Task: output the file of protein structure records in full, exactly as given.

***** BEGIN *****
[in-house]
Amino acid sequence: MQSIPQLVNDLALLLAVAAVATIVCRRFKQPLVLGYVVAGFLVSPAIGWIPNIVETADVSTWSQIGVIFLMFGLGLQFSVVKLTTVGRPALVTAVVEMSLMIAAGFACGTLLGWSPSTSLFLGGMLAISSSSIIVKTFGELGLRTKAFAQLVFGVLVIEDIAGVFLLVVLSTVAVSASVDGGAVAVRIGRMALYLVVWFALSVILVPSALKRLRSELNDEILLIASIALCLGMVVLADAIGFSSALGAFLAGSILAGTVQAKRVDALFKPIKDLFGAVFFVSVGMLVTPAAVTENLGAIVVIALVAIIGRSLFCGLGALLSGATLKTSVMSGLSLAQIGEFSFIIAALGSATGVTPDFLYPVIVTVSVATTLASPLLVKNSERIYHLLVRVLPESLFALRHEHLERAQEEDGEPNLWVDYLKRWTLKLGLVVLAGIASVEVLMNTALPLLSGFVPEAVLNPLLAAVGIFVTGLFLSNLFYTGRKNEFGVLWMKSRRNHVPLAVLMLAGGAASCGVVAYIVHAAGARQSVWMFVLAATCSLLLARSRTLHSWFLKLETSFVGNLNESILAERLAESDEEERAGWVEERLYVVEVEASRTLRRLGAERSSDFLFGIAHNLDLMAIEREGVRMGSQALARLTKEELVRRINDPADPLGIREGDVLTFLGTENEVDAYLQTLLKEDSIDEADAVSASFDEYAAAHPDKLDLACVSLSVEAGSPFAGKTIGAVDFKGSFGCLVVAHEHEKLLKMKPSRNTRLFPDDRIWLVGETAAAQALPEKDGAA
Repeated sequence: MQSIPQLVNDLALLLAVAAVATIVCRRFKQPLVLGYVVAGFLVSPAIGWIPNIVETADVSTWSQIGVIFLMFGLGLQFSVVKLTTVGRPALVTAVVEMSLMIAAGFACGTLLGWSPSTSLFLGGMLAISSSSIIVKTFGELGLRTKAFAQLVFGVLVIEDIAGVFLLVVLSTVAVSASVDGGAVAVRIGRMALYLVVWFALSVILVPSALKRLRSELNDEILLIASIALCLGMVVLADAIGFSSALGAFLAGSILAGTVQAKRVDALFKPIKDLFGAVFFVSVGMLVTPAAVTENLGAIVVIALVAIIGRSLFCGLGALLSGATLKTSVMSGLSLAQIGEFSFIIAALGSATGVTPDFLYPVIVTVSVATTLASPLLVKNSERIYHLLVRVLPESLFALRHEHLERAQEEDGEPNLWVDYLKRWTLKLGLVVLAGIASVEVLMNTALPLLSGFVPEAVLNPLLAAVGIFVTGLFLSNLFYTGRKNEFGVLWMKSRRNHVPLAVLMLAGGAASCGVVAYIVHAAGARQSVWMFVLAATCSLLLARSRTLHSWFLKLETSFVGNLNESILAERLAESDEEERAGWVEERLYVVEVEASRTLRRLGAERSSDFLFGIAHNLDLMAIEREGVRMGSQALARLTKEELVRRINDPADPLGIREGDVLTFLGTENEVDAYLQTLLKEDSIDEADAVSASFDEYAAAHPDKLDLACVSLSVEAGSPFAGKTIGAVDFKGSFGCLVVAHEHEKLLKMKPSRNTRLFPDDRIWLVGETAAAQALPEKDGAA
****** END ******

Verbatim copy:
[in-house]
Amino acid sequence: MQSIPQLVNDLALLLAVAAVATIVCRRFKQPLVLGYVVAGFLVSPAIGWIPNIVETADVSTWSQIGVIFLMFGLGLQFSVVKLTTVGRPALVTAVVEMSLMIAAGFACGTLLGWSPSTSLFLGGMLAISSSSIIVKTFGELGLRTKAFAQLVFGVLVIEDIAGVFLLVVLSTVAVSASVDGGAVAVRIGRMALYLVVWFALSVILVPSALKRLRSELNDEILLIASIALCLGMVVLADAIGFSSALGAFLAGSILAGTVQAKRVDALFKPIKDLFGAVFFVSVGMLVTPAAVTENLGAIVVIALVAIIGRSLFCGLGALLSGATLKTSVMSGLSLAQIGEFSFIIAALGSATGVTPDFLYPVIVTVSVATTLASPLLVKNSERIYHLLVRVLPESLFALRHEHLERAQEEDGEPNLWVDYLKRWTLKLGLVVLAGIASVEVLMNTALPLLSGFVPEAVLNPLLAAVGIFVTGLFLSNLFYTGRKNEFGVLWMKSRRNHVPLAVLMLAGGAASCGVVAYIVHAAGARQSVWMFVLAATCSLLLARSRTLHSWFLKLETSFVGNLNESILAERLAESDEEERAGWVEERLYVVEVEASRTLRRLGAERSSDFLFGIAHNLDLMAIEREGVRMGSQALARLTKEELVRRINDPADPLGIREGDVLTFLGTENEVDAYLQTLLKEDSIDEADAVSASFDEYAAAHPDKLDLACVSLSVEAGSPFAGKTIGAVDFKGSFGCLVVAHEHEKLLKMKPSRNTRLFPDDRIWLVGETAAAQALPEKDGAA
Repeated sequence: MQSIPQLVNDLALLLAVAAVATIVCRRFKQPLVLGYVVAGFLVSPAIGWIPNIVETADVSTWSQIGVIFLMFGLGLQFSVVKLTTVGRPALVTAVVEMSLMIAAGFACGTLLGWSPSTSLFLGGMLAISSSSIIVKTFGELGLRTKAFAQLVFGVLVIEDIAGVFLLVVLSTVAVSASVDGGAVAVRIGRMALYLVVWFALSVILVPSALKRLRSELNDEILLIASIALCLGMVVLADAIGFSSALGAFLAGSILAGTVQAKRVDALFKPIKDLFGAVFFVSVGMLVTPAAVTENLGAIVVIALVAIIGRSLFCGLGALLSGATLKTSVMSGLSLAQIGEFSFIIAALGSATGVTPDFLYPVIVTVSVATTLASPLLVKNSERIYHLLVRVLPESLFALRHEHLERAQEEDGEPNLWVDYLKRWTLKLGLVVLAGIASVEVLMNTALPLLSGFVPEAVLNPLLAAVGIFVTGLFLSNLFYTGRKNEFGVLWMKSRRNHVPLAVLMLAGGAASCGVVAYIVHAAGARQSVWMFVLAATCSLLLARSRTLHSWFLKLETSFVGNLNESILAERLAESDEEERAGWVEERLYVVEVEASRTLRRLGAERSSDFLFGIAHNLDLMAIEREGVRMGSQALARLTKEELVRRINDPADPLGIREGDVLTFLGTENEVDAYLQTLLKEDSIDEADAVSASFDEYAAAHPDKLDLACVSLSVEAGSPFAGKTIGAVDFKGSFGCLVVAHEHEKLLKMKPSRNTRLFPDDRIWLVGETAAAQALPEKDGAA